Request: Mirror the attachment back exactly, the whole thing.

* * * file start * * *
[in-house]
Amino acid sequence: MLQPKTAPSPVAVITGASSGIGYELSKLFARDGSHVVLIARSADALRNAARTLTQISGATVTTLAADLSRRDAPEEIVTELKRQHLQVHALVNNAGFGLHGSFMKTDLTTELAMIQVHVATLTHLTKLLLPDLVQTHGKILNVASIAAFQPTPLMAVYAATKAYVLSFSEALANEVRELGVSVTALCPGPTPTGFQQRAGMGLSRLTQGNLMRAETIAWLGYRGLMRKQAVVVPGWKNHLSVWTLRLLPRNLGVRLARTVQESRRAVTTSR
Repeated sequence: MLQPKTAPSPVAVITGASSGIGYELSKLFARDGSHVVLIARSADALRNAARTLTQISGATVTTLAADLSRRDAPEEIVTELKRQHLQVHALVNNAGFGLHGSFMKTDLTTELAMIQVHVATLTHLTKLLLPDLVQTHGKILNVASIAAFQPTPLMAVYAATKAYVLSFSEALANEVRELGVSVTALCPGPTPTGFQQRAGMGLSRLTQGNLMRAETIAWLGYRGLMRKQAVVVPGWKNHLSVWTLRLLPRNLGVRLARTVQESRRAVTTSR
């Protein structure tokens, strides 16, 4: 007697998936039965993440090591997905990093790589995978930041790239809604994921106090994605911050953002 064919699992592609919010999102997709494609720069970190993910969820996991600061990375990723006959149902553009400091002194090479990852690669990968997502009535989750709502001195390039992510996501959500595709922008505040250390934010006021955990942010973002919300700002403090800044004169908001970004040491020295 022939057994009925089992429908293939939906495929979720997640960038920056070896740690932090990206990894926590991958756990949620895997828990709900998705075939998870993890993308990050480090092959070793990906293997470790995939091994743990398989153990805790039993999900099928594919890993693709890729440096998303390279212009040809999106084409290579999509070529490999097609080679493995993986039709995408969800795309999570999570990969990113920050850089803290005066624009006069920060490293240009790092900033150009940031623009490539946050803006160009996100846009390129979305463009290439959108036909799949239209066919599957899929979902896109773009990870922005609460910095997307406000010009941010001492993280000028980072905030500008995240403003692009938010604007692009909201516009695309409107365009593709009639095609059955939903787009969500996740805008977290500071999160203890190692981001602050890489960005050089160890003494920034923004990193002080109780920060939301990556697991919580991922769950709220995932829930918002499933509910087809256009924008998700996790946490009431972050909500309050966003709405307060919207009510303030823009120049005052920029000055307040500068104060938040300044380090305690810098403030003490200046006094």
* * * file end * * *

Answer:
[in-house]
Amino acid sequence: MLQPKTAPSPVAVITGASSGIGYELSKLFARDGSHVVLIARSADALRNAARTLTQISGATVTTLAADLSRRDAPEEIVTELKRQHLQVHALVNNAGFGLHGSFMKTDLTTELAMIQVHVATLTHLTKLLLPDLVQTHGKILNVASIAAFQPTPLMAVYAATKAYVLSFSEALANEVRELGVSVTALCPGPTPTGFQQRAGMGLSRLTQGNLMRAETIAWLGYRGLMRKQAVVVPGWKNHLSVWTLRLLPRNLGVRLARTVQESRRAVTTSR
Repeated sequence: MLQPKTAPSPVAVITGASSGIGYELSKLFARDGSHVVLIARSADALRNAARTLTQISGATVTTLAADLSRRDAPEEIVTELKRQHLQVHALVNNAGFGLHGSFMKTDLTTELAMIQVHVATLTHLTKLLLPDLVQTHGKILNVASIAAFQPTPLMAVYAATKAYVLSFSEALANEVRELGVSVTALCPGPTPTGFQQRAGMGLSRLTQGNLMRAETIAWLGYRGLMRKQAVVVPGWKNHLSVWTLRLLPRNLGVRLARTVQESRRAVTTSR
């Protein structure tokens, strides 16, 4: 007697998936039965993440090591997905990093790589995978930041790239809604994921106090994605911050953002 064919699992592609919010999102997709494609720069970190993910969820996991600061990375990723006959149902553009400091002194090479990852690669990968997502009535989750709502001195390039992510996501959500595709922008505040250390934010006021955990942010973002919300700002403090800044004169908001970004040491020295 022939057994009925089992429908293939939906495929979720997640960038920056070896740690932090990206990894926590991958756990949620895997828990709900998705075939998870993890993308990050480090092959070793990906293997470790995939091994743990398989153990805790039993999900099928594919890993693709890729440096998303390279212009040809999106084409290579999509070529490999097609080679493995993986039709995408969800795309999570999570990969990113920050850089803290005066624009006069920060490293240009790092900033150009940031623009490539946050803006160009996100846009390129979305463009290439959108036909799949239209066919599957899929979902896109773009990870922005609460910095997307406000010009941010001492993280000028980072905030500008995240403003692009938010604007692009909201516009695309409107365009593709009639095609059955939903787009969500996740805008977290500071999160203890190692981001602050890489960005050089160890003494920034923004990193002080109780920060939301990556697991919580991922769950709220995932829930918002499933509910087809256009924008998700996790946490009431972050909500309050966003709405307060919207009510303030823009120049005052920029000055307040500068104060938040300044380090305690810098403030003490200046006094």